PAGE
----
- "Kivalina city, Alaska". Profile of General Population and Housing Characteristics: 2010 Demographic Profile Data. United States Census Bureau. Retrieved January 23, 2013.
- "Alaska Taxable 2011: Municipal Taxation - Rates and Policies" (PDF). Division of Community and Regional Affairs, Alaska Department of Commerce, Community and Economic Development. January 2012.
- "American FactFinder". United States Census Bureau. Retrieved January 31, 2008.
- "Remains of ancient inhabitants found in Kivilina." Anchorage Daily News, 25 August 2009
- An Alaska island is Losing Ground, Los Angeles Times, 25 Nov. 2007
- Abate, Randall S. (May 2010). "Public Nuisance Suits for the Climate Justice Movement: The Right Thing and the Right Time". Washington Law Review 85: 197–252.
- "Eskimo village sues over global warming", CNN, 26 February 2008.
- Felicity Barringer (2008-02-27). "Flooded Village Files Suit, Citing Corporate Link to Climate Change". New York Times. Retrieved 2008-02-29.
- Order Granting Motions to Dismiss, N.D. Cal., Sept. 30, 2009.
- "Teck Cominco to pay $120 million for Alaskan pipeline", Montreal Gazette.
- Environmental Assessment and Finding of No Significant Impact, Section 117 Expedited Erosion Control Project Kivilana Alaska, ACOE, September 2007, Retrieved 2010-06-20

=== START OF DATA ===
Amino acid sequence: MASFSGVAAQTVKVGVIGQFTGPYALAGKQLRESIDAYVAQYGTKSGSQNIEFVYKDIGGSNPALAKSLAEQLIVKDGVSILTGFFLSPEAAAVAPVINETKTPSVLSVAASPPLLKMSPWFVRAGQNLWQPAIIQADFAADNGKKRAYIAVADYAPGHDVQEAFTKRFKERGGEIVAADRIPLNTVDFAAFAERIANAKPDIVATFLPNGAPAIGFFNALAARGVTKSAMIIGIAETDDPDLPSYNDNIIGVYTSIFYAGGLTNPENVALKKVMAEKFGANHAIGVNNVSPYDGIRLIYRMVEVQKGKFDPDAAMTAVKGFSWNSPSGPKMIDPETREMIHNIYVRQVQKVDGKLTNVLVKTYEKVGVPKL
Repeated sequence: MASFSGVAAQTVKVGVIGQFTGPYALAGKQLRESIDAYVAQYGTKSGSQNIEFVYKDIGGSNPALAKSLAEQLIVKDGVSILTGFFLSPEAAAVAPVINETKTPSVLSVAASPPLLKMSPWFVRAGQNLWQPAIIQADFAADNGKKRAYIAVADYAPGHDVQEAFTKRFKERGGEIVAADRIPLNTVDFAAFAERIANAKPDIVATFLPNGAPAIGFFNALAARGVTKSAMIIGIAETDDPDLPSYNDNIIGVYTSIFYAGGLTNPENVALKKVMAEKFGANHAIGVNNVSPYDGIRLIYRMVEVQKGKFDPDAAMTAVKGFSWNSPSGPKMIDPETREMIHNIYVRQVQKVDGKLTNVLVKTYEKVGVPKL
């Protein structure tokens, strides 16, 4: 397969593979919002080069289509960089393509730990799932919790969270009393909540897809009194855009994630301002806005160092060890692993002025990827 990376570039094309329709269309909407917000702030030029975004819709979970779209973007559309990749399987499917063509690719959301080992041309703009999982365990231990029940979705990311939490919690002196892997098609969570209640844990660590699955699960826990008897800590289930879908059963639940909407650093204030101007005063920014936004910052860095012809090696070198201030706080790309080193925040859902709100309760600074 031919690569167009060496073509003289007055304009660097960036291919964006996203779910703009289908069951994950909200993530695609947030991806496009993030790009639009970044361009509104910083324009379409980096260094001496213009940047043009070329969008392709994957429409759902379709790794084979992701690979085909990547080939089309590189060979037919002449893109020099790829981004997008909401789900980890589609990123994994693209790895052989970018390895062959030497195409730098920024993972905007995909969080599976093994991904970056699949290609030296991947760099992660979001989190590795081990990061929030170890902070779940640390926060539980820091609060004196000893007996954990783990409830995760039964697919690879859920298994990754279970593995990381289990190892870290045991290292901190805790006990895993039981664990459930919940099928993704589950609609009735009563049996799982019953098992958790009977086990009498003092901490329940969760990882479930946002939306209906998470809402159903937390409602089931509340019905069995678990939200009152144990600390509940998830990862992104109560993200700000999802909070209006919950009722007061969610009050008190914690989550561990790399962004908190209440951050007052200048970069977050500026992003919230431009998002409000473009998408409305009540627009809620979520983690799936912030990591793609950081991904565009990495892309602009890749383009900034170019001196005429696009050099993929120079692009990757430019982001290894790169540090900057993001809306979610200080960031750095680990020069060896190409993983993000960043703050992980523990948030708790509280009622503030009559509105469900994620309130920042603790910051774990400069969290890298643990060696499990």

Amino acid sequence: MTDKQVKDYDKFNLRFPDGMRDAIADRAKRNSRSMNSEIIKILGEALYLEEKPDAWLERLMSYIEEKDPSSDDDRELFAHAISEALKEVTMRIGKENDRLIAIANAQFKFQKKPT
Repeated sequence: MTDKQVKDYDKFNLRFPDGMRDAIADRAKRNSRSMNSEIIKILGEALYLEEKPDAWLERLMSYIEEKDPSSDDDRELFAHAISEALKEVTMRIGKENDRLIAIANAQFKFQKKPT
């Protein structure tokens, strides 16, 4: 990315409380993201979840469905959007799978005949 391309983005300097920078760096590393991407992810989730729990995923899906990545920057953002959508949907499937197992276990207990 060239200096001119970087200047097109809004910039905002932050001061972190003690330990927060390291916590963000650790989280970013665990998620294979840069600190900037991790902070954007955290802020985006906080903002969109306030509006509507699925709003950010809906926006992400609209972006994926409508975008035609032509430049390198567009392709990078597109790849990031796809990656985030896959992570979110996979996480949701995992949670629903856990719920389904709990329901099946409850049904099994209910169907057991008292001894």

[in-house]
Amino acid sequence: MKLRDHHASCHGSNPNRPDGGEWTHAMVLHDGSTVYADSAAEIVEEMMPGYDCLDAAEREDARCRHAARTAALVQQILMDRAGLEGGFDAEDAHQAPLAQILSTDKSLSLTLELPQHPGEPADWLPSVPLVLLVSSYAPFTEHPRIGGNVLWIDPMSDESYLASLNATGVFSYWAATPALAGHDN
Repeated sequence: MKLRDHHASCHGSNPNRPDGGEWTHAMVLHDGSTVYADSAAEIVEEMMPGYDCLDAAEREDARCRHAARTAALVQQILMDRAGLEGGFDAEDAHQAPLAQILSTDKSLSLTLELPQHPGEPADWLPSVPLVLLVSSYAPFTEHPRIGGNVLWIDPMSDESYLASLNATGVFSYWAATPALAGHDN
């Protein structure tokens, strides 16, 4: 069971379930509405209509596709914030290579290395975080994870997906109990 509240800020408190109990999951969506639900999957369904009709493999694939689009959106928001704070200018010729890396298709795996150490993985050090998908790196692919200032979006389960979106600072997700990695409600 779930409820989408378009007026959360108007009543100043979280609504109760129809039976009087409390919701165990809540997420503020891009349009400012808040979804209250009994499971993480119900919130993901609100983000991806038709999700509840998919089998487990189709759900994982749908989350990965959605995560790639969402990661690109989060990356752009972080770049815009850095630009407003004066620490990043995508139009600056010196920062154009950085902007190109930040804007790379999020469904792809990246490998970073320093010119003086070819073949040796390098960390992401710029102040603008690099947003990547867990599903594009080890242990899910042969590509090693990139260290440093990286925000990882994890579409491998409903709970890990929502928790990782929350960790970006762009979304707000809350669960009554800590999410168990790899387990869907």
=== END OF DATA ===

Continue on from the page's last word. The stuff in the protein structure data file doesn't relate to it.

- "Mysterious orange goo washes up in Alaska village". Forbes (ANCHORAGE, Alaska). Retrieved 9 August 2011.[dead link]
- Orange goo near remote Alaska village ID'd as eggs, Associated Press, August 8, 2011
- D'Oro, Rachel. "Orange goo near remote Alaska village ID'd as eggs". The Associated Press (Anchorage, Alaska: Google Search). Retrieved 9 August 2011.
- "Mysterious Orange Goo Baffles Remote Alaska Village". Fox News. August 6, 2011. Retrieved August 9, 2011.
- "Mystery Orange Goo in Remote Alaskan Village Identified". Fox News. August 8, 2011. Retrieved August 9, 2011.
- "Orange Goo on Alaska Shore Was Fungal Spores". Fox News. "August 18, 2011. Retrieved August 18, 2011.
- "Alaska "Orange Goo" Rust Spores Confirmed". NCCOS News. National Centers for Coastal Ocean Science. 9 February 2012. Retrieved 7 March 2012. "An “orange goo” covered the Inupiat village of Kivalina, Alaska, last summer. Six months later the substance was confirmed by forestry experts at the USDA Forest Service and the Canadian Forest Service to be rust fungi uredospores of Chrysomyxa ledicola."
- Alaska Division of Community and Regional Affairs: Kivalina
- Short documentary about the effects of climate change on Kivalina at OneWorldTV